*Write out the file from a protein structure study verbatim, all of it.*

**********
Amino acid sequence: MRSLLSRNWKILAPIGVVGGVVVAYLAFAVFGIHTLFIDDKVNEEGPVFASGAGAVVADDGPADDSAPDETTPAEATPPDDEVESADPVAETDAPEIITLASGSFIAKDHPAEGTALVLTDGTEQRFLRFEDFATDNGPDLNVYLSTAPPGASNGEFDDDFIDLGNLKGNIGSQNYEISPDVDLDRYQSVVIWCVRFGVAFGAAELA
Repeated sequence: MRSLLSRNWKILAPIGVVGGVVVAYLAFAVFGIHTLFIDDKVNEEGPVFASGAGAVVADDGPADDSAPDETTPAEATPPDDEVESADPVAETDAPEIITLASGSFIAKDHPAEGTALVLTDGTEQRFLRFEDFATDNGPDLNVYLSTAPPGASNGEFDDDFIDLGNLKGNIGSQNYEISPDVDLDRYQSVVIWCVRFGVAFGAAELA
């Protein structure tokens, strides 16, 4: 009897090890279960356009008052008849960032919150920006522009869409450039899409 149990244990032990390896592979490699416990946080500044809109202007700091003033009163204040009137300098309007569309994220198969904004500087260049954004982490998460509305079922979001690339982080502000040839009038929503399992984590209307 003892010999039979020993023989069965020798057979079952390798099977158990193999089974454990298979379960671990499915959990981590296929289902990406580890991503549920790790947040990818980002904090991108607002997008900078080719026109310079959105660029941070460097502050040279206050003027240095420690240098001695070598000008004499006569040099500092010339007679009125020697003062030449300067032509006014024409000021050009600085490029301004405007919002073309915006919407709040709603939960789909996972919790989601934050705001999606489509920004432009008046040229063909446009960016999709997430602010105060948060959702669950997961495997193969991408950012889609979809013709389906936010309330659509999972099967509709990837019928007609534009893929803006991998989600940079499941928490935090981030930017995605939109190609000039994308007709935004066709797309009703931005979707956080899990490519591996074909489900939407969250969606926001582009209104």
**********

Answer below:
Amino acid sequence: MRSLLSRNWKILAPIGVVGGVVVAYLAFAVFGIHTLFIDDKVNEEGPVFASGAGAVVADDGPADDSAPDETTPAEATPPDDEVESADPVAETDAPEIITLASGSFIAKDHPAEGTALVLTDGTEQRFLRFEDFATDNGPDLNVYLSTAPPGASNGEFDDDFIDLGNLKGNIGSQNYEISPDVDLDRYQSVVIWCVRFGVAFGAAELA
Repeated sequence: MRSLLSRNWKILAPIGVVGGVVVAYLAFAVFGIHTLFIDDKVNEEGPVFASGAGAVVADDGPADDSAPDETTPAEATPPDDEVESADPVAETDAPEIITLASGSFIAKDHPAEGTALVLTDGTEQRFLRFEDFATDNGPDLNVYLSTAPPGASNGEFDDDFIDLGNLKGNIGSQNYEISPDVDLDRYQSVVIWCVRFGVAFGAAELA
């Protein structure tokens, strides 16, 4: 009897090890279960356009008052008849960032919150920006522009869409450039899409 149990244990032990390896592979490699416990946080500044809109202007700091003033009163204040009137300098309007569309994220198969904004500087260049954004982490998460509305079922979001690339982080502000040839009038929503399992984590209307 003892010999039979020993023989069965020798057979079952390798099977158990193999089974454990298979379960671990499915959990981590296929289902990406580890991503549920790790947040990818980002904090991108607002997008900078080719026109310079959105660029941070460097502050040279206050003027240095420690240098001695070598000008004499006569040099500092010339007679009125020697003062030449300067032509006014024409000021050009600085490029301004405007919002073309915006919407709040709603939960789909996972919790989601934050705001999606489509920004432009008046040229063909446009960016999709997430602010105060948060959702669950997961495997193969991408950012889609979809013709389906936010309330659509999972099967509709990837019928007609534009893929803006991998989600940079499941928490935090981030930017995605939109190609000039994308007709935004066709797309009703931005979707956080899990490519591996074909489900939407969250969606926001582009209104």